4. Narrow the nostrils: Although genetics and ethnicity can cause the nostrils to be wide and flat, nasal trauma can also cause them to flatten and widen. At first glance this may just seem like a cosmetic issue, but, in reality, the nostril size is very important for proper breathing. The triangle shape of the nostril contributes to the nose’s “nasal valve,” which is the “gatekeeper” of the nose. This important gatekeeper either lets enough air in, or, if the valve is compromised or collapsed, limits airflow.
  5. Change your profile: This is pretty self-explanatory! If you are not happy with how you look in the mirror, a rhinoplasty can help. Whether you’d like to change the nose you already have or correct an aging nose (perhaps it is drooping?) always ensure you and your surgeon are on the same page about what you’d like. There is nothing better than looking in the mirror and loving what you see!
  6. Make a nose smaller: Just because a nose is large does not mean it works well! Large noses and nostrils do not necessarily equal large valves, and bigger noses can have the same breathing problems as smaller noses. So, not only will you make your nose more in-line with your other facial features, you will probably breathe better!
  7. Make a nose larger: Those with short or small noses are the result of genetics or, sometimes, medical problems that are not often seen today in the United States. Because nose-lengthening cosmetic surgery entails augmenting tissue and not merely excising it, it’s one of the most challenging procedures in rhinoplasty. As you might imagine, it’s far easier for a facial plastic surgeon to remove an excess of cartilage and bone than it is to add to it. If you’re contemplating this cosmetic procedure, you’ll need the skills of a true rhinoplasty specialist such as Dr. Yagoda!
  8. Fix a breathing problem: Functional rhinoplasties can be done by themselves or in combination with a cosmetic procedure. Almost everyone knows that a deviated septum needs to be corrected, and abnormal turbinate repair is pretty common knowledge, too. However, not many know that the actual position of the nose bones can cause restricted breathing! To fix this, the surgeon needs to move the bones slightly out to allow adequate air passage.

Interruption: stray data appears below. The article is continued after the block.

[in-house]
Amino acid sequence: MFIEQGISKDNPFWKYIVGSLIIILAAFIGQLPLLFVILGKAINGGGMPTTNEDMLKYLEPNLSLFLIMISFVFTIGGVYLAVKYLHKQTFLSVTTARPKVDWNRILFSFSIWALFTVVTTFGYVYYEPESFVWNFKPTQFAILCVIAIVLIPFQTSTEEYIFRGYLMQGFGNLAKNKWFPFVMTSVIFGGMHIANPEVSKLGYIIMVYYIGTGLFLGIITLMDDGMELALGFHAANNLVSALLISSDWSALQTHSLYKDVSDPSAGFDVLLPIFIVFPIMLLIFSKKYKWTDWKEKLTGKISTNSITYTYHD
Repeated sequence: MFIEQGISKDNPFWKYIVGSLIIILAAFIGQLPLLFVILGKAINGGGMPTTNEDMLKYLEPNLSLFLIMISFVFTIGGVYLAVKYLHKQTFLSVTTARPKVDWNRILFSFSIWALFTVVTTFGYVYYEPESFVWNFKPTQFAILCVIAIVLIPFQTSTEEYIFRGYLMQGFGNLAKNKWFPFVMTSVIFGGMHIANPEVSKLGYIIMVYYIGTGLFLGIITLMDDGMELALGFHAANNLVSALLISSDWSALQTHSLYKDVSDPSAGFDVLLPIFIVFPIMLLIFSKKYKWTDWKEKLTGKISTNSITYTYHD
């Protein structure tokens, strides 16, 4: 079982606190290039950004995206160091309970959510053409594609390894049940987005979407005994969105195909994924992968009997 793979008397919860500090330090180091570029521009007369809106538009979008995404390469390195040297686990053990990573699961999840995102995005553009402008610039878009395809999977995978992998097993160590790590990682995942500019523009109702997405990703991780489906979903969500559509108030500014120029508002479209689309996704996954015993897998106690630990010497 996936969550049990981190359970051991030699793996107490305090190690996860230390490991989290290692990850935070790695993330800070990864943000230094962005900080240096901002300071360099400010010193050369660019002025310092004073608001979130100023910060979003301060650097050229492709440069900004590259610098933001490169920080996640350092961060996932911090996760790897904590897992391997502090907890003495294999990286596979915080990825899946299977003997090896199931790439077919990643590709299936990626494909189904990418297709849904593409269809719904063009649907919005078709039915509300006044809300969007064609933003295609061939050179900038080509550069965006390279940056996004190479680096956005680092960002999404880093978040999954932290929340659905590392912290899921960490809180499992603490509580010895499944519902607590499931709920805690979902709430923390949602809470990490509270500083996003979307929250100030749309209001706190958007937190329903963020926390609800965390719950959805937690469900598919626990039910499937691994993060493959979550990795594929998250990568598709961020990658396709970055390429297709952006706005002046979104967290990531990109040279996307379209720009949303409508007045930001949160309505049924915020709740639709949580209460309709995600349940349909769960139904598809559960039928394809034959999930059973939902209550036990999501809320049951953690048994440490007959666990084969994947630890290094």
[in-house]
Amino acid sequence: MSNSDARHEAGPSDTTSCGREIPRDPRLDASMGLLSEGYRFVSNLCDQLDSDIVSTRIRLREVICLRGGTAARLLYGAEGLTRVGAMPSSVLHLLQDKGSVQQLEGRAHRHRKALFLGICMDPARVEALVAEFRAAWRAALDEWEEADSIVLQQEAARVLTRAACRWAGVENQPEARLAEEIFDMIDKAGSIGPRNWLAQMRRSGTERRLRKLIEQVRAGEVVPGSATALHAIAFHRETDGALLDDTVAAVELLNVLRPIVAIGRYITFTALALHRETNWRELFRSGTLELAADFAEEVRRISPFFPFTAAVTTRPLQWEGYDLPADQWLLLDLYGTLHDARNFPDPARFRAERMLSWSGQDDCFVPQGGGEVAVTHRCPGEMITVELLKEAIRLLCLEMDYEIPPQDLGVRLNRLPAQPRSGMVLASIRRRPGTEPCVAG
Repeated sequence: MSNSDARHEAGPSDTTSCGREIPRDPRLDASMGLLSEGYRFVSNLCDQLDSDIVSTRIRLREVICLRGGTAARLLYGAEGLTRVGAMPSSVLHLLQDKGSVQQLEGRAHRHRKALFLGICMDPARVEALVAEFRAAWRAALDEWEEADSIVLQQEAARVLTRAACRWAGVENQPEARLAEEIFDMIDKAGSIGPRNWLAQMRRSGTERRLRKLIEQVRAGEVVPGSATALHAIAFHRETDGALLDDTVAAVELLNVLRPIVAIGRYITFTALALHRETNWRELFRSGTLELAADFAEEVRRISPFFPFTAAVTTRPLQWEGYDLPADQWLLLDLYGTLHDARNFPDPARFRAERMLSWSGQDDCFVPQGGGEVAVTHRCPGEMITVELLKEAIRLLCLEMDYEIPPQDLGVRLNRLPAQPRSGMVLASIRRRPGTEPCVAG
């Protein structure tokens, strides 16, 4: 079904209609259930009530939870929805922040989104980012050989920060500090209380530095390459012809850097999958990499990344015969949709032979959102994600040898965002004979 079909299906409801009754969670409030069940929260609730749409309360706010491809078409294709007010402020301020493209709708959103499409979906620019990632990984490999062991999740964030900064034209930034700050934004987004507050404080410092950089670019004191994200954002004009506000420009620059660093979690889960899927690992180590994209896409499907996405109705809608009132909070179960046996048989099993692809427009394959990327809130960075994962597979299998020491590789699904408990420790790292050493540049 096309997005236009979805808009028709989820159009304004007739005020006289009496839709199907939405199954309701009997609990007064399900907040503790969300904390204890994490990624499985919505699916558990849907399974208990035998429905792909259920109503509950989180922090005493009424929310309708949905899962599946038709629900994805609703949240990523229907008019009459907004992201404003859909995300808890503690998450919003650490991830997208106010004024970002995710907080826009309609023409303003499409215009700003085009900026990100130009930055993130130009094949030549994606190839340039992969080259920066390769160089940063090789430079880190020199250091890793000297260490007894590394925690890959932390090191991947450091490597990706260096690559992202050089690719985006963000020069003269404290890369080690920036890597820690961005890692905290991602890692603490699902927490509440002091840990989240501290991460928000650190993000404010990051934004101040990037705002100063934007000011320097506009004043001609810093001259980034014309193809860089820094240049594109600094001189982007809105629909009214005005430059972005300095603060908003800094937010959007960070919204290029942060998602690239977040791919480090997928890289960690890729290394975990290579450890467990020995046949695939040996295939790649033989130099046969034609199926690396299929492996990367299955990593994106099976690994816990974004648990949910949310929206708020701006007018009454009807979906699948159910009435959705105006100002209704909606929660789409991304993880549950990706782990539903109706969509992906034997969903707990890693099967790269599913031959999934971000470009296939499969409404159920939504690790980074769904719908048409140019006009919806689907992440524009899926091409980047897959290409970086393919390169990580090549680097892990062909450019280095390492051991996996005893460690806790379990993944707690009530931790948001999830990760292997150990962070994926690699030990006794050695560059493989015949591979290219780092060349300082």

9. Fix a cleft nose: Cleft noses are genetic defects that occur in-utero. Treatment requires a team approach with multiple staged procedures and a skilled plastic surgeon to correct structural defects and asymmetrical features. Although the process is very long and involved, the positive results are always worth it.
  10. Fix a skin cancer: Skin cancers on the nose get tricky. They are much more complicated than other body cancers because they can be deceiving: What looks like a superficial skin cancer might actually be very deep! These deep skin cancers end up into the planes of fusion of two facial bones, i.e. the nose with cheek, nose with upper lip, or the nose with the eye. As a result, skin growths that appear to be small can cause significant destruction of the cartilage and mucus membrane below it. Although the removal of skin cancer is typically done during a MOHS surgery, oftentimes the repair requires a skilled rhinoplasty surgeon.

Sea AND Land Sickness?

Your all-inclusive cruise might not be all-inclusive after all! Although seasickness is nothing new for most people, few know about a much rarer side effect of — at least what should be! — a relaxing cruise, plane flight, or car trip: Mal de Debarquement syndrome. Those afflicted with Mal de Debarquement syndrome end up paying for their trip long after they return to land.

Little is truly known about what causes Mal de Debarquement syndrome, but it is a disorder of the balance system set off by exposure to motion.  By definition, it is the sense of imbalance and/or movement that persists for more than two days after a cruise, plane flight, car trip, train ride, or other “ride.”  Interestingly, there is usually NO accompanying nausea.

Although “sea legs” are common after prolonged exposure to motion, they should last less than two days.  Unfortunately, there are no documented preventive measures for Mal de Debarquement syndrome, but those prone to motion sickness may benefit from taking motion sickness remedies to prevent or mitigate these symptoms from the initial moment they step into a car, plane, train or ship.

Those suffering from Mal de Debarquement often feel as if they are rocking and swaying while steady on land. This can cause dizziness and headaches, and sufferers might become anxious and depressed.  Thus, early diagnosis is very important! The most effective treatments have included Cawthorne vestibular strengthening exercises and vestibular rehab training.

As an expert ENT, Dr. Michelle Yagoda works hand-in-hand with audiologists to help educate, diagnosis, and treat those with Mal de Debarquement syndrome. As the official Mal de Debarquement awareness month approaches in June, she hopes to raise more awareness of this little-understood phenomenon.